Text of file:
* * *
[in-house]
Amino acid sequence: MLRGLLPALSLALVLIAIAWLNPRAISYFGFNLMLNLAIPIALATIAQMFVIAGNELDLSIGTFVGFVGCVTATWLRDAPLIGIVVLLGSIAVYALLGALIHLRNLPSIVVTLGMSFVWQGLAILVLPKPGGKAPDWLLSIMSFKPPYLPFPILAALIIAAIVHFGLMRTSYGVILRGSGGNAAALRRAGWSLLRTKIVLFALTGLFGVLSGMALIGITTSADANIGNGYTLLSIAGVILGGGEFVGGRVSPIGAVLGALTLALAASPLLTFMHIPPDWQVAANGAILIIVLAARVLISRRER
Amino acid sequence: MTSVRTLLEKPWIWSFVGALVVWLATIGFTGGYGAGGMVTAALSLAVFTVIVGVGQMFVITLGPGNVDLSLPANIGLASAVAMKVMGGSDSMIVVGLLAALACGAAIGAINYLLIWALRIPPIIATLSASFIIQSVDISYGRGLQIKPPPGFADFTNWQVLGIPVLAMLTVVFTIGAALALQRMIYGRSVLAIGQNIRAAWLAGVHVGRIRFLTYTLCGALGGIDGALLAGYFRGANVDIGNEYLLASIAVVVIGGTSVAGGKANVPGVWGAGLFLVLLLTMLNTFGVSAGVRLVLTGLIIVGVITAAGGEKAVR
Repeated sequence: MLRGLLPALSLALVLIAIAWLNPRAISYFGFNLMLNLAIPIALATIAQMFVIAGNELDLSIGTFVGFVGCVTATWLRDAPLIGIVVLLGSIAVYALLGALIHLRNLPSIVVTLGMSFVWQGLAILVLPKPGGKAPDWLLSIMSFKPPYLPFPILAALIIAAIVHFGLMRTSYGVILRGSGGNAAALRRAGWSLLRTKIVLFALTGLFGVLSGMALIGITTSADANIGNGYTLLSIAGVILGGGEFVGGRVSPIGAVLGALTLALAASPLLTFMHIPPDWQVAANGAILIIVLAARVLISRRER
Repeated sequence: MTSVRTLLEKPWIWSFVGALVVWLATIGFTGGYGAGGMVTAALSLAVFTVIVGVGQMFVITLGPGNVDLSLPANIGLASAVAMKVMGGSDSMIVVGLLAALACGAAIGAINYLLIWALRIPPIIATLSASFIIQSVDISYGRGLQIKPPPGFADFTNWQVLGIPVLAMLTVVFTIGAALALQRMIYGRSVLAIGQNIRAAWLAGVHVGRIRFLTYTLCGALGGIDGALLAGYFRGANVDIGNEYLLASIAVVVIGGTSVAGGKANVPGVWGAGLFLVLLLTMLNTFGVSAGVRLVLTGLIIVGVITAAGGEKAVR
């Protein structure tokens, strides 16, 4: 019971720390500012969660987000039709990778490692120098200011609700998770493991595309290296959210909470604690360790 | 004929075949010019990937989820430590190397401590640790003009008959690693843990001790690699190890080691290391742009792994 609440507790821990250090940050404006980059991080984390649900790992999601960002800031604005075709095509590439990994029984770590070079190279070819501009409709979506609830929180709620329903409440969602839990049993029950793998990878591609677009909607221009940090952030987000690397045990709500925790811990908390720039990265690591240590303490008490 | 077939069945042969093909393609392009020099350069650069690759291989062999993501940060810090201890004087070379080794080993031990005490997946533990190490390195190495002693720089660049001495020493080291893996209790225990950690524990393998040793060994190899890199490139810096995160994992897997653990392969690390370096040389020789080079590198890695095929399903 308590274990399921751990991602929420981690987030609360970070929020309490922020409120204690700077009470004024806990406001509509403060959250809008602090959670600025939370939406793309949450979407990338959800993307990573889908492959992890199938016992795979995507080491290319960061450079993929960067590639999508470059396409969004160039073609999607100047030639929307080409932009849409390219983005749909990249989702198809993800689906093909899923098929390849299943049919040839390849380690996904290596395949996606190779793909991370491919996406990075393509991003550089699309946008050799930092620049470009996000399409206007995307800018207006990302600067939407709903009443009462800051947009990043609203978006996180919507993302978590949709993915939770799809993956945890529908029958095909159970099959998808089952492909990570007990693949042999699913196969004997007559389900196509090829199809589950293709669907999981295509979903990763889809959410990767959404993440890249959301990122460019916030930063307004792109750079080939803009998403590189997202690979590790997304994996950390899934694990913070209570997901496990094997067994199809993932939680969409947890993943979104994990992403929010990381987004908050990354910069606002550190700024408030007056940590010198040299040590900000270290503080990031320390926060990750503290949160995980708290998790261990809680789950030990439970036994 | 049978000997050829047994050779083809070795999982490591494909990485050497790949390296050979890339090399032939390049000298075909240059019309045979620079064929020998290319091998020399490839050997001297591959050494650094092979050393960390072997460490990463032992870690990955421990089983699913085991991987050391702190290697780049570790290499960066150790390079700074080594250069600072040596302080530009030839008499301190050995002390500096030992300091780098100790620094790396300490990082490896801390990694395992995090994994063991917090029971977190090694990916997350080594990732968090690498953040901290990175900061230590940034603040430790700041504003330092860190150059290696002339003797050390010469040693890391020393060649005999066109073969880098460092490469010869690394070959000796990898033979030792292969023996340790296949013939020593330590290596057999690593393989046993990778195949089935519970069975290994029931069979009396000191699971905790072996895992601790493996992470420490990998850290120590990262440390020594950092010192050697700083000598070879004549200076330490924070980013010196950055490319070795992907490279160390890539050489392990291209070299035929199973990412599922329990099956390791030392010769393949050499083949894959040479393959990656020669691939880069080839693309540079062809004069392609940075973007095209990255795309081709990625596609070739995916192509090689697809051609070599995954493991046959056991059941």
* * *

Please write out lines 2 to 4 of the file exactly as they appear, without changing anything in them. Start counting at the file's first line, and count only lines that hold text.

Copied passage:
Amino acid sequence: MLRGLLPALSLALVLIAIAWLNPRAISYFGFNLMLNLAIPIALATIAQMFVIAGNELDLSIGTFVGFVGCVTATWLRDAPLIGIVVLLGSIAVYALLGALIHLRNLPSIVVTLGMSFVWQGLAILVLPKPGGKAPDWLLSIMSFKPPYLPFPILAALIIAAIVHFGLMRTSYGVILRGSGGNAAALRRAGWSLLRTKIVLFALTGLFGVLSGMALIGITTSADANIGNGYTLLSIAGVILGGGEFVGGRVSPIGAVLGALTLALAASPLLTFMHIPPDWQVAANGAILIIVLAARVLISRRER
Amino acid sequence: MTSVRTLLEKPWIWSFVGALVVWLATIGFTGGYGAGGMVTAALSLAVFTVIVGVGQMFVITLGPGNVDLSLPANIGLASAVAMKVMGGSDSMIVVGLLAALACGAAIGAINYLLIWALRIPPIIATLSASFIIQSVDISYGRGLQIKPPPGFADFTNWQVLGIPVLAMLTVVFTIGAALALQRMIYGRSVLAIGQNIRAAWLAGVHVGRIRFLTYTLCGALGGIDGALLAGYFRGANVDIGNEYLLASIAVVVIGGTSVAGGKANVPGVWGAGLFLVLLLTMLNTFGVSAGVRLVLTGLIIVGVITAAGGEKAVR
Repeated sequence: MLRGLLPALSLALVLIAIAWLNPRAISYFGFNLMLNLAIPIALATIAQMFVIAGNELDLSIGTFVGFVGCVTATWLRDAPLIGIVVLLGSIAVYALLGALIHLRNLPSIVVTLGMSFVWQGLAILVLPKPGGKAPDWLLSIMSFKPPYLPFPILAALIIAAIVHFGLMRTSYGVILRGSGGNAAALRRAGWSLLRTKIVLFALTGLFGVLSGMALIGITTSADANIGNGYTLLSIAGVILGGGEFVGGRVSPIGAVLGALTLALAASPLLTFMHIPPDWQVAANGAILIIVLAARVLISRRER